[cryptography] Unbreakable crypto?

Jeffrey Goldberg jeffrey at goldmark.org
Sun Mar 22 10:36:40 EDT 2015


On 21 Mar 2015, at 22:24, Lee wrote:

> On 3/21/15, Jeffrey Goldberg <jeffrey at goldmark.org> wrote:

>> (1) the file isn't secret
>
> But the fact that I'm using it as my one-time pad is.  Why isn't that
> good enough?

As others have already answered, your key is "knowledge of which
publicly available file to use as the pad". But for a OTP to have
the security that an OTP offers the key must be a long as the message
itself. Your key is much shorter.

Just as with using a PRNG to generate a pad, you are using a short
key to generate/identify a long pad. Your system can be no more
secure than the size of your key. (The size of what must be kept
secret.) Remember, you aren't keeping the file secret; you are keeping
the name of the file secret. So it is a short key.

>> (2) the file isn't random.
>
> Right.  An ISO file is a bad choice - too many zeros & machine code
> isn't very random.  But what about something like an MP3, OGV or some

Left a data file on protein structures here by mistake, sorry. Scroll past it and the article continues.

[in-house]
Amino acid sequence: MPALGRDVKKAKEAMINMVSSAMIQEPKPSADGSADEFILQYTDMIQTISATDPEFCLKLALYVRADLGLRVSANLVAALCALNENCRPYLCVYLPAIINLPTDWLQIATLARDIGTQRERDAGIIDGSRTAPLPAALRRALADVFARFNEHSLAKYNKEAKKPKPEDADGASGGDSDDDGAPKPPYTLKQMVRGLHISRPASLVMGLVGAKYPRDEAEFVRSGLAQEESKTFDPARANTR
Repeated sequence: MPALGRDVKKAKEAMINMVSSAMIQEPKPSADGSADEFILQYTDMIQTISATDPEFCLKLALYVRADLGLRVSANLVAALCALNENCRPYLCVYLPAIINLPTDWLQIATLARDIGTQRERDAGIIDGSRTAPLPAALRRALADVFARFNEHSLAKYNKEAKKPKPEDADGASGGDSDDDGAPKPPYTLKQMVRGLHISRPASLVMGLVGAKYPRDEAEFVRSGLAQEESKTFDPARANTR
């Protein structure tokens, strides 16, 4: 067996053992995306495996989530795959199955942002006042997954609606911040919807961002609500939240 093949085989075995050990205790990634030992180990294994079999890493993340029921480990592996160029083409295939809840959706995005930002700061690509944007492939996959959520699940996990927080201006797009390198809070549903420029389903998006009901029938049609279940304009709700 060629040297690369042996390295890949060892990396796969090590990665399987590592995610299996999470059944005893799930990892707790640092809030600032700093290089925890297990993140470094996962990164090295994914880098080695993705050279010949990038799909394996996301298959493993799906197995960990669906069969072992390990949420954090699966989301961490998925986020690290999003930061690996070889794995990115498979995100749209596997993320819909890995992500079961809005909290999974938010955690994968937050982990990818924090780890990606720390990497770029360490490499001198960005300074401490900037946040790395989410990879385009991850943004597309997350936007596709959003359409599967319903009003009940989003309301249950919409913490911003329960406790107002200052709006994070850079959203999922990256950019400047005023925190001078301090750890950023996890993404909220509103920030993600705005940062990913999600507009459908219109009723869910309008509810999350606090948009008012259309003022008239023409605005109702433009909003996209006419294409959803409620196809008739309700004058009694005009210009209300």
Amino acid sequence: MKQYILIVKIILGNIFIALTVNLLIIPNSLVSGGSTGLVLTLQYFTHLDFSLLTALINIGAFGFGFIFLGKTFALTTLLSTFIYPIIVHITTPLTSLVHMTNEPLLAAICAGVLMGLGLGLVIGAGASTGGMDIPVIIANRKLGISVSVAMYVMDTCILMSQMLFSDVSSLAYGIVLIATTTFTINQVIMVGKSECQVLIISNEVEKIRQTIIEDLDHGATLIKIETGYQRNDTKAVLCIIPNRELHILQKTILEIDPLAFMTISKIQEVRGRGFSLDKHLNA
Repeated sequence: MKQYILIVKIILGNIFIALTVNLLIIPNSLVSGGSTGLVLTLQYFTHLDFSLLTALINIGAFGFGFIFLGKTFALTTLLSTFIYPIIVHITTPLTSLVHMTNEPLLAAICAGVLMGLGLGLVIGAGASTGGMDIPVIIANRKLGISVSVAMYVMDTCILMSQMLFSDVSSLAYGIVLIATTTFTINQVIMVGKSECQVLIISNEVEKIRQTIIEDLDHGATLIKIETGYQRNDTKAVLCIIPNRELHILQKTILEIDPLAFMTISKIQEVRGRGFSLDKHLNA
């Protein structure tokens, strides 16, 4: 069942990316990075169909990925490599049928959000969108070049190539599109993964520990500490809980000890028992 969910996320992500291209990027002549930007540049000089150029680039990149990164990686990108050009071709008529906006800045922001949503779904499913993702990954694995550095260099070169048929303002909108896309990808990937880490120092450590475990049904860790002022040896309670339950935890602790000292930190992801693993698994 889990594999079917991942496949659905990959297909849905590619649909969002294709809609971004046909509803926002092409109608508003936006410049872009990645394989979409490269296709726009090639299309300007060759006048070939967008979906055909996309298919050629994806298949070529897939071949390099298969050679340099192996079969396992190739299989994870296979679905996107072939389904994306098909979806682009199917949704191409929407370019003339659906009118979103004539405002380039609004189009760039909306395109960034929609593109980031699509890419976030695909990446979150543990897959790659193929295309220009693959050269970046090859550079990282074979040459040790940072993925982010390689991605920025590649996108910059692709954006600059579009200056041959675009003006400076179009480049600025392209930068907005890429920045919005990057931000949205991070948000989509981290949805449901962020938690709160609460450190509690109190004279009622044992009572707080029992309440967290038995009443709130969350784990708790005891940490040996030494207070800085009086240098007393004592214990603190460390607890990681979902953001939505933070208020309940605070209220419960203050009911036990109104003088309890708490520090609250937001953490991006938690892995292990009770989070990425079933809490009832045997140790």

> other compressed file?

Again, no. If you want the security properties offered by an OTP,
the pad/key must be truly random. So if you need a pad that is
a million bytes (eight million bits) long, then the particular pad
you use must be no more likely than any other string of eight millions
bits.

>> I'm sorry to pick on you, but you've illustrated a point I tried to make
>> earlier. The OTP is a simple idea that is remarkably easy for people to
>> misunderstand.
>
> It doesn't feel like you're picking on me - I appreciate the feedback :)

Great.

A point I've been making is that the OTP (and other systems) are brittle.
By this I mean that if you don't follow the rules to letter you can end
up with a system that is extremely weak. A small variation on the protocol
can lead to catastrophic results.

Any simulation of a OTP that isn't a OTP itself will not have the security
properties of an OTP. And any simulation that is not designed very carefully
will end up being far weaker than the actual cryptographic systems we have
today.

So remember, one of the requirements of a OTP is that the key itself (the
stuff that you need to keep secret) must be as long as the message. When I
say that the key must be kept secret, I mean the key/pad itself. Not the 
identity of the key/pad.

Another property is that the key/pad must be truly random. Appearing random
is not enough. It must truly be random.

And yet a third requirement is that the pad never be reused.

Break any of those rules, and you not only no longer have a OTP,
but you probably have something that is easily broken.

There are good crypto systems in use which generate pseudo-random
pads from keys that are 128 (or 256) bits in length. But these are
– at best – no better than the length of their keys.

Cheers,

-j
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